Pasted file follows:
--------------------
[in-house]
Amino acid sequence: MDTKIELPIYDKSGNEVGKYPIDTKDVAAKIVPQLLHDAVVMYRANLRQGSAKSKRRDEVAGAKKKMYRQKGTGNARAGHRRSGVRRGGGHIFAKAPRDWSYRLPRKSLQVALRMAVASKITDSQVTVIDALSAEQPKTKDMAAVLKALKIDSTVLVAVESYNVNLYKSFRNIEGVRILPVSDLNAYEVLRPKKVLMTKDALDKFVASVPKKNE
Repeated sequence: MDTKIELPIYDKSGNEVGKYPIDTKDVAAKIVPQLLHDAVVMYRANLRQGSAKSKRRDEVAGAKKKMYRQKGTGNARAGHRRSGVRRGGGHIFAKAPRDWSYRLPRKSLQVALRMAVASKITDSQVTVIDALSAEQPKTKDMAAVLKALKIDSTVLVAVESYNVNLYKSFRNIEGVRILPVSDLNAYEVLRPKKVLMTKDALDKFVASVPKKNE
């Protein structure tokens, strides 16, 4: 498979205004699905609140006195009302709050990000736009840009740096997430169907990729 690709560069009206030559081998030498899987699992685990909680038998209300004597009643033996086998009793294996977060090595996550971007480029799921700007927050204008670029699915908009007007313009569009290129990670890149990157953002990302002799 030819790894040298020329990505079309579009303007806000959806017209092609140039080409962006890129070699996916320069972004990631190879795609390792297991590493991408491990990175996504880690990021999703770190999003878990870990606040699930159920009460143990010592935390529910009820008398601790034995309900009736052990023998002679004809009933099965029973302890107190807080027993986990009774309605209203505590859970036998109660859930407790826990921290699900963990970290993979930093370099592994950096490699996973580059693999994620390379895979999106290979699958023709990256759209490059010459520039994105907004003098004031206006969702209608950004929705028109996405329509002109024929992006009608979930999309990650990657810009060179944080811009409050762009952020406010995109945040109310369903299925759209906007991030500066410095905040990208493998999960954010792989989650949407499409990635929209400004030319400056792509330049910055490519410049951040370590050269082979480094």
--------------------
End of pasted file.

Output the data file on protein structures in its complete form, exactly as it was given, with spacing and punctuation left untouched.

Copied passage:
[in-house]
Amino acid sequence: MDTKIELPIYDKSGNEVGKYPIDTKDVAAKIVPQLLHDAVVMYRANLRQGSAKSKRRDEVAGAKKKMYRQKGTGNARAGHRRSGVRRGGGHIFAKAPRDWSYRLPRKSLQVALRMAVASKITDSQVTVIDALSAEQPKTKDMAAVLKALKIDSTVLVAVESYNVNLYKSFRNIEGVRILPVSDLNAYEVLRPKKVLMTKDALDKFVASVPKKNE
Repeated sequence: MDTKIELPIYDKSGNEVGKYPIDTKDVAAKIVPQLLHDAVVMYRANLRQGSAKSKRRDEVAGAKKKMYRQKGTGNARAGHRRSGVRRGGGHIFAKAPRDWSYRLPRKSLQVALRMAVASKITDSQVTVIDALSAEQPKTKDMAAVLKALKIDSTVLVAVESYNVNLYKSFRNIEGVRILPVSDLNAYEVLRPKKVLMTKDALDKFVASVPKKNE
């Protein structure tokens, strides 16, 4: 498979205004699905609140006195009302709050990000736009840009740096997430169907990729 690709560069009206030559081998030498899987699992685990909680038998209300004597009643033996086998009793294996977060090595996550971007480029799921700007927050204008670029699915908009007007313009569009290129990670890149990157953002990302002799 030819790894040298020329990505079309579009303007806000959806017209092609140039080409962006890129070699996916320069972004990631190879795609390792297991590493991408491990990175996504880690990021999703770190999003878990870990606040699930159920009460143990010592935390529910009820008398601790034995309900009736052990023998002679004809009933099965029973302890107190807080027993986990009774309605209203505590859970036998109660859930407790826990921290699900963990970290993979930093370099592994950096490699996973580059693999994620390379895979999106290979699958023709990256759209490059010459520039994105907004003098004031206006969702209608950004929705028109996405329509002109024929992006009608979930999309990650990657810009060179944080811009409050762009952020406010995109945040109310369903299925759209906007991030500066410095905040990208493998999960954010792989989650949407499409990635929209400004030319400056792509330049910055490519410049951040370590050269082979480094």